Accidentally overwrote a binary file on Linux? Here is how to restore it

A shell script went wild due to some bug, and the script overwrote a binary file /bin/ping. Here is how tor restores it.

/bin/ping erased

/bin/ping erased (Credit: https://dribbble.com/TonyBabel)


There are two ways to solve this problem.

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Easy way: copy it from another server

Just scp file from another box running the same version of your Linux distribution:
$ sudo scp vivek@server1.cyberciti.biz:/bin/ping /bin/ping

Proper way: Search and reinstall package

First, query the package which provides FILE /bin/ping as per your Linux distro:

Debian/Ubuntu Linux user type

$ dpkg -S /bin/ping
iputils-ping: /bin/ping

Now just reinstall the iputils-ping package using apt-get command or apt command:
$ sudo apt-get --reinstall install iputils-ping

RHEL/SL/Scientific/Oracle Linux user type

$ yum provides /bin/ping
iputils-20071127-24.el6.x86_64 : Network monitoring tools including ping

Now just reinstall the iputils package using yum command:
$ sudo yum reinstall iputils

Fedora Linux user type

$ dnf provides /bin/ping
iputils-20161105-1.fc25.x86_64 : Network monitoring tools including ping

Now just reinstall the iputils package using dnf command:
$ sudo dnf reinstall iputils

Arch Linux user type

$ pacman -Qo /bin/ping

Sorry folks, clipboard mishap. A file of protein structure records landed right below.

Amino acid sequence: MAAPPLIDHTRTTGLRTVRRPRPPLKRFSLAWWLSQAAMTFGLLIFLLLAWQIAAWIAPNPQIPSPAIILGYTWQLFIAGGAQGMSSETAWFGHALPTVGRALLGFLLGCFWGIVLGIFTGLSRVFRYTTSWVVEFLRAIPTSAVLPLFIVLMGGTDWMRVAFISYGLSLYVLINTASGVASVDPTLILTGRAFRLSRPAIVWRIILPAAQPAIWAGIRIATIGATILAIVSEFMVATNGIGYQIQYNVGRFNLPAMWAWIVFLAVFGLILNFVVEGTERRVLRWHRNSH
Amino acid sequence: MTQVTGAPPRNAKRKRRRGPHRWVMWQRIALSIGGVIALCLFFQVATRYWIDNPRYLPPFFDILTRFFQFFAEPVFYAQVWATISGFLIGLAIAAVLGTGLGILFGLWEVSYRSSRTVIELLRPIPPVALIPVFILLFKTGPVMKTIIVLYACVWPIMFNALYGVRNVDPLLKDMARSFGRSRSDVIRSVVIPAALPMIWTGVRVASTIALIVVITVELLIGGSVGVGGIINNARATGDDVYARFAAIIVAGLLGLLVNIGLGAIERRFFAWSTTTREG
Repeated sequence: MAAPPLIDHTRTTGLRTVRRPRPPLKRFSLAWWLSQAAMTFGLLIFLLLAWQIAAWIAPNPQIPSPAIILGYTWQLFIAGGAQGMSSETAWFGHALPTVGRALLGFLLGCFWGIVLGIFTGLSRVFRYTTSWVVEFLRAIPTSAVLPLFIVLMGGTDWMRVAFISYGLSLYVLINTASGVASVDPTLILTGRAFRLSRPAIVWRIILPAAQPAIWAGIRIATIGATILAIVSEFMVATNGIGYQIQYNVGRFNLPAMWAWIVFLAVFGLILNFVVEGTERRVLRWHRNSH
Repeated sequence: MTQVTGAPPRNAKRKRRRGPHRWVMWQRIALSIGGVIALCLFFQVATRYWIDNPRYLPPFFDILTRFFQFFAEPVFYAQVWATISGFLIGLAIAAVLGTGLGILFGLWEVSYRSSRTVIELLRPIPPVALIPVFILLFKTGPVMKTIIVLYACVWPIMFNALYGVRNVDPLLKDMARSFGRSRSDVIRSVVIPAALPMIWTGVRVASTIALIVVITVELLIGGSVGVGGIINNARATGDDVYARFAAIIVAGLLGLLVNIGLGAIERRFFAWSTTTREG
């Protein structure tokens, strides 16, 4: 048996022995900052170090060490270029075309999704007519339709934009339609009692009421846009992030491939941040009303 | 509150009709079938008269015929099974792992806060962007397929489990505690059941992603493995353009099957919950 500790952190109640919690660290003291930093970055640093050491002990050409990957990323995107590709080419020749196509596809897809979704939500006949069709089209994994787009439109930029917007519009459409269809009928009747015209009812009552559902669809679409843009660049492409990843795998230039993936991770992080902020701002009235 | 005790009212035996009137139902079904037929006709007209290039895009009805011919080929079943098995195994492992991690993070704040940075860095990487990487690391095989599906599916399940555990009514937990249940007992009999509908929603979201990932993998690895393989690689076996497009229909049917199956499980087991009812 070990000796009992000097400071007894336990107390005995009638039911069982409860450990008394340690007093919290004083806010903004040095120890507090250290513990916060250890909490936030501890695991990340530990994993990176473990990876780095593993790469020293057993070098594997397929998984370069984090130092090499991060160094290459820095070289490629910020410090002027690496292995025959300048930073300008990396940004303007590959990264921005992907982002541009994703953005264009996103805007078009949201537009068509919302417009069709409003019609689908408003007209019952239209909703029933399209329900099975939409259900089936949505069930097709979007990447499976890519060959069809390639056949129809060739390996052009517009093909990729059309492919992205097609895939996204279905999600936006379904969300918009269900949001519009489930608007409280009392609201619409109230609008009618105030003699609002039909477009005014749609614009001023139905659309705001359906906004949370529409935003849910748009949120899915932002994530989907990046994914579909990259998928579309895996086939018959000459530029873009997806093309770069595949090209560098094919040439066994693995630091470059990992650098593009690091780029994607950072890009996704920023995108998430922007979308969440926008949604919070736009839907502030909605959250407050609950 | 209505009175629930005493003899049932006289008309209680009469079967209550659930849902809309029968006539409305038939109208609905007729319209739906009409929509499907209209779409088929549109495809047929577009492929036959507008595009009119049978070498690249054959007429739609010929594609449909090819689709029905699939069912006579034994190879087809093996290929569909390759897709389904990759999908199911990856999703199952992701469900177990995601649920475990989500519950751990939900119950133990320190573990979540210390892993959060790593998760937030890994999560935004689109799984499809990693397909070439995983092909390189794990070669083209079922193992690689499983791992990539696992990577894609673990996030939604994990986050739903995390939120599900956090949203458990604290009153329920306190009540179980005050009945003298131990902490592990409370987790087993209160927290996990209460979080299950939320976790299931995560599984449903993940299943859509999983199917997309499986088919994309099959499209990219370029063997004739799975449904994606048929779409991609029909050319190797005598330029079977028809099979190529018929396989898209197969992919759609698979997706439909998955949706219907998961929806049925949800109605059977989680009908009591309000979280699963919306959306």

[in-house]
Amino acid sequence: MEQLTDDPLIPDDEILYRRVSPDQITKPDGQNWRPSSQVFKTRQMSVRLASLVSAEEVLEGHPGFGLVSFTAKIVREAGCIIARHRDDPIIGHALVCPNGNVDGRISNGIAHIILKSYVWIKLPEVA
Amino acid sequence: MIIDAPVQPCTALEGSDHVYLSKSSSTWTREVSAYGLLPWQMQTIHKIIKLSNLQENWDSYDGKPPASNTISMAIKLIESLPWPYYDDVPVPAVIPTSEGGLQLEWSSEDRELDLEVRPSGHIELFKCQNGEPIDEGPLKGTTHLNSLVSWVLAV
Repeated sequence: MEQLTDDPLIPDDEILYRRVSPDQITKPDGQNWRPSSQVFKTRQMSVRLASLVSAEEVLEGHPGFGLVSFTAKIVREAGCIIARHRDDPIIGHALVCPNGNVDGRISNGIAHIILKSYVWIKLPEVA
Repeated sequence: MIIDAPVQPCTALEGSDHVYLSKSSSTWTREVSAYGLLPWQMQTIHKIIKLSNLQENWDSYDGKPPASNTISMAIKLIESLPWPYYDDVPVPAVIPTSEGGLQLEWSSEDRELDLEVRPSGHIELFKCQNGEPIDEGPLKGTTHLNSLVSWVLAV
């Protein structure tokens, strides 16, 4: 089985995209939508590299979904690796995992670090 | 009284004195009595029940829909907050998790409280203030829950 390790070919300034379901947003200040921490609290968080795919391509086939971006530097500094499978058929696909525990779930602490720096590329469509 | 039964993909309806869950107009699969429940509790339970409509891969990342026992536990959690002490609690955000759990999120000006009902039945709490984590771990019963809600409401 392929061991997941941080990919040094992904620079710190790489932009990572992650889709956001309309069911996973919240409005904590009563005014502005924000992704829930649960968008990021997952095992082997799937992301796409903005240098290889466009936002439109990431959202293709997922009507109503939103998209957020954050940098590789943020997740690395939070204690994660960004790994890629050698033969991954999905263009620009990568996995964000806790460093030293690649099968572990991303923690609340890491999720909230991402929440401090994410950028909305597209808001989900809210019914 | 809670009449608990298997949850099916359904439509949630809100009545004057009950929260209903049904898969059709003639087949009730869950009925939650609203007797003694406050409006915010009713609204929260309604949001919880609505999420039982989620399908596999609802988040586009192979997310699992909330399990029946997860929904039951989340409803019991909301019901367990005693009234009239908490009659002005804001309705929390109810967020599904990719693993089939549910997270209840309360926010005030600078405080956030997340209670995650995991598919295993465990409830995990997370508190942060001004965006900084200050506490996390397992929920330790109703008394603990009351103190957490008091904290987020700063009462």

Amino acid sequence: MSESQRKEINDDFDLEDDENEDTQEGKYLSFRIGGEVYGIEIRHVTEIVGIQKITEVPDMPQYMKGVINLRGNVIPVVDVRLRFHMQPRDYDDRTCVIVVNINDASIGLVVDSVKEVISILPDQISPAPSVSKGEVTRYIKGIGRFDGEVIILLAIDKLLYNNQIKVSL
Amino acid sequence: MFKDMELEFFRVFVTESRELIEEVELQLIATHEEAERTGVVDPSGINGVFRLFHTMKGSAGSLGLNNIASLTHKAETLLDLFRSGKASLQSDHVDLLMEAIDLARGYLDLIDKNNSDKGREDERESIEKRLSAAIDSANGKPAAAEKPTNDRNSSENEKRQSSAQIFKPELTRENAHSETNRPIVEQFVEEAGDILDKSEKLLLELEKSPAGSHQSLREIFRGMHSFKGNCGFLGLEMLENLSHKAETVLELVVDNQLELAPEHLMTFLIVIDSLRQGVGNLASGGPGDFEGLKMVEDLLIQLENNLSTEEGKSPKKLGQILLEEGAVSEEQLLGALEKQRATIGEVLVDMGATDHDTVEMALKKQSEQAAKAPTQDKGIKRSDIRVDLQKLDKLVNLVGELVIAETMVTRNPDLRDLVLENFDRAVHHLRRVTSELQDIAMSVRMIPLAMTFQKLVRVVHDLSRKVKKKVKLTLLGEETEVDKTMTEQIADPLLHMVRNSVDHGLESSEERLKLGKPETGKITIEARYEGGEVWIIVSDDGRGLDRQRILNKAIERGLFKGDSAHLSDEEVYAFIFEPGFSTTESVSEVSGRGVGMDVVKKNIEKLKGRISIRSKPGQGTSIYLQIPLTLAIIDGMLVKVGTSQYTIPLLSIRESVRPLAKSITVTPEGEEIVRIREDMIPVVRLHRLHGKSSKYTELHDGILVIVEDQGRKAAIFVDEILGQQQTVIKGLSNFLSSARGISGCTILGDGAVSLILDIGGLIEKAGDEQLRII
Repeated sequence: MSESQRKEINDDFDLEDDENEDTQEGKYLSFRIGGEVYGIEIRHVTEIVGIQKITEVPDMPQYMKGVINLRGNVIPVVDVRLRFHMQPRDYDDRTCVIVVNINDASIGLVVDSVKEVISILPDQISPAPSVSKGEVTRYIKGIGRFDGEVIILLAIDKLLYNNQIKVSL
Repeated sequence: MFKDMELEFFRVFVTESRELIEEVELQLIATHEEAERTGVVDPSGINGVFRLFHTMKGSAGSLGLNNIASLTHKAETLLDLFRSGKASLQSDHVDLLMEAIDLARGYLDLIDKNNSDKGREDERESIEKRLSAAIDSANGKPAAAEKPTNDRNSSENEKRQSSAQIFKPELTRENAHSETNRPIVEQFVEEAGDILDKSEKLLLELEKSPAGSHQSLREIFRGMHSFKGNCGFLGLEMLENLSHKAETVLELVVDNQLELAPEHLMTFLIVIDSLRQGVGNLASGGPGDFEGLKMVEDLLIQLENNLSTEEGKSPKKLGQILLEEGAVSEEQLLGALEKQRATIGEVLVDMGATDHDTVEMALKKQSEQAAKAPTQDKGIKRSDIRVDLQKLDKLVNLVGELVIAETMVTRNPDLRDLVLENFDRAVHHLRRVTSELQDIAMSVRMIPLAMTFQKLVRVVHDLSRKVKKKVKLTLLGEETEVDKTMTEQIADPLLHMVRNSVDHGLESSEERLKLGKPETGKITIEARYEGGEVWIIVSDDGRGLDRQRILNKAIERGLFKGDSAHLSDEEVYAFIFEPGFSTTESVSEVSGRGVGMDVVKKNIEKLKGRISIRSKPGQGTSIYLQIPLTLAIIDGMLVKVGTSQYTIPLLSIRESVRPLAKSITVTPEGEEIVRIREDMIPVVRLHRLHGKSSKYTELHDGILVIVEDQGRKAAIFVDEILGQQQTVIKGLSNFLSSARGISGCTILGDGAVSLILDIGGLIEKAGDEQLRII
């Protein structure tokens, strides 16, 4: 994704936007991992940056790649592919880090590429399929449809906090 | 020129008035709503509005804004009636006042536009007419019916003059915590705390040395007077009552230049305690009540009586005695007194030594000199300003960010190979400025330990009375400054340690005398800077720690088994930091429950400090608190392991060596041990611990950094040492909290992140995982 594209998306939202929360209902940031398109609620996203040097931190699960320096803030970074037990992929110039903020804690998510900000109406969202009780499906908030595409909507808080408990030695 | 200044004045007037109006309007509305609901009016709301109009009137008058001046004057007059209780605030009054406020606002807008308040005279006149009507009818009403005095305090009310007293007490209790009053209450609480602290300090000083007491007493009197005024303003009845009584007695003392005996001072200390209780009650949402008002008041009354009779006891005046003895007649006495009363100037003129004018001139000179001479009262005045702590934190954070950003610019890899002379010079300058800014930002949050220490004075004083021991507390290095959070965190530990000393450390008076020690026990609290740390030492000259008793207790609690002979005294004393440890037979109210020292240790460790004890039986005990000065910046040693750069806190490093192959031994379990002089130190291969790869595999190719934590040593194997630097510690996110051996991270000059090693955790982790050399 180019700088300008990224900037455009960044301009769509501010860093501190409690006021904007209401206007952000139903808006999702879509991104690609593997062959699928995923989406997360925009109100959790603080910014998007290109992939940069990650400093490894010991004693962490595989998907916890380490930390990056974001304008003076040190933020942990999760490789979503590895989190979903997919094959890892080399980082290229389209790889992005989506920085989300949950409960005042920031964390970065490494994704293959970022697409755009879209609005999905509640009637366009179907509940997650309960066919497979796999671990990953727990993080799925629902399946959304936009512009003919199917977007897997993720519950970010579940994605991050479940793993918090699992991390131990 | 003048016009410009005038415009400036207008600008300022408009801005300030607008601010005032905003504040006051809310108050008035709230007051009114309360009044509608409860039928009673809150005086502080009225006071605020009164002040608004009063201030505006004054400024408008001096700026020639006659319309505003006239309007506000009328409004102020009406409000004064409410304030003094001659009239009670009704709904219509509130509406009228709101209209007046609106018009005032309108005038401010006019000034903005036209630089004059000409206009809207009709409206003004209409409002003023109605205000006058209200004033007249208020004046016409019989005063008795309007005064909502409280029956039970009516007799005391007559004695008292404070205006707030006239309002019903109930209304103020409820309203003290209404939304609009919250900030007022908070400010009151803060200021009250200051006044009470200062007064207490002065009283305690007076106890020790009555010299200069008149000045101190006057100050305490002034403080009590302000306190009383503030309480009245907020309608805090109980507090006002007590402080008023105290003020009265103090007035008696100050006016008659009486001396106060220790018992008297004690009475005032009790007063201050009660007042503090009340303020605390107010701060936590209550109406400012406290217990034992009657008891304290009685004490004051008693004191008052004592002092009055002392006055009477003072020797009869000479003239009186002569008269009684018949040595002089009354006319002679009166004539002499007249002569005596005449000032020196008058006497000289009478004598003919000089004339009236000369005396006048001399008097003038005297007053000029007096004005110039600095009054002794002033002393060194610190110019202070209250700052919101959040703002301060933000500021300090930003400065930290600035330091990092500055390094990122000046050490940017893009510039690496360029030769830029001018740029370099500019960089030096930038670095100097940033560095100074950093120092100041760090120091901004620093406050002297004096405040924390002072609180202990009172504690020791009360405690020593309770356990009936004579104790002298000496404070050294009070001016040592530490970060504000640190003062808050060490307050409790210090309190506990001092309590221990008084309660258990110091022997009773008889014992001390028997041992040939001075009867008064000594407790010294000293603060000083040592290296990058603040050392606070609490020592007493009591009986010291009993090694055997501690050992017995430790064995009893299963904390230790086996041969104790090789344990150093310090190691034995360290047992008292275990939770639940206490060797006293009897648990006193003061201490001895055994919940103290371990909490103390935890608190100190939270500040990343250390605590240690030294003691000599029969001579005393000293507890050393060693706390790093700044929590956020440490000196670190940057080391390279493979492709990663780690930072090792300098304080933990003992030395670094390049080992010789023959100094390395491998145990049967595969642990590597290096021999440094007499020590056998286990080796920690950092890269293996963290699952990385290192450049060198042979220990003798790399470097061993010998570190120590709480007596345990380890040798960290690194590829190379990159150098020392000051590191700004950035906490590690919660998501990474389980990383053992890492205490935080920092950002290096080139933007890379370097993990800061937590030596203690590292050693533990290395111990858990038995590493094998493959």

/usr/bin/ping is owned by iputils 20161105.1f2bb12-2

Now just reinstall the iputils package using pacman command:
$ sudo pacman -S iputils

Suse/OpenSUSE Linux user type

$ zypper search -f /bin/ping
Sample outputs:

Loading repository data...
Reading installed packages...

S | Name    | Summary                            | Type   
--+---------+------------------------------------+--------
  | ctdb    | Clustered TDB                      | package
i | iputils | IPv4 and IPv6 Networking Utilities | package
  | pingus  | Free Lemmings-like puzzle game     | package

Now just reinstall the iputils package using zypper command:
$ sudo zypper -S iputils

If everything else failed, try restoring the file from backup

The reason why you keep backups is here. It is time to restore that file from NAS server or tape device:
scp vivek@backup1.cyberciti.biz:/backups/server1.cyberciti.biz/snap/lastest/bin/ping /bin/ping

What can be done to avoid such problem in future?

Testing in a sandbox is an excellent way to prevent such problem. Care must be taken to make sure that variable has value. The following is dangerous:
echo "foo" > $file
Maybe something like as follows would help (see “If Variable Is Not Defined, Set Default Variable“)
file="${1:-/tmp/file.txt}"
echo "foo" > $file

Another option is to stop if variable is not defined:
${Variable?Error \$Variable is not defined}

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3 comments… add one
  • Maik May 23, 2017 @ 18:25

    The easiest way: if you place a “set -u” in your script then bash shows an error when it tries to use an undefined variable.

  • Nehal J Wani May 24, 2017 @ 3:50

    It would be nice to also include that if a binary gets deleted, but is still running, one can (in most cases) recover it from /proc/$pid/exe . Although it may seem to be a dangling link, the read/copy operations still work.

  • Pavel Chernikov May 24, 2017 @ 14:47

    Another way is to use Python instead of shell scripting, where Python will detect major issues like undefined variables.

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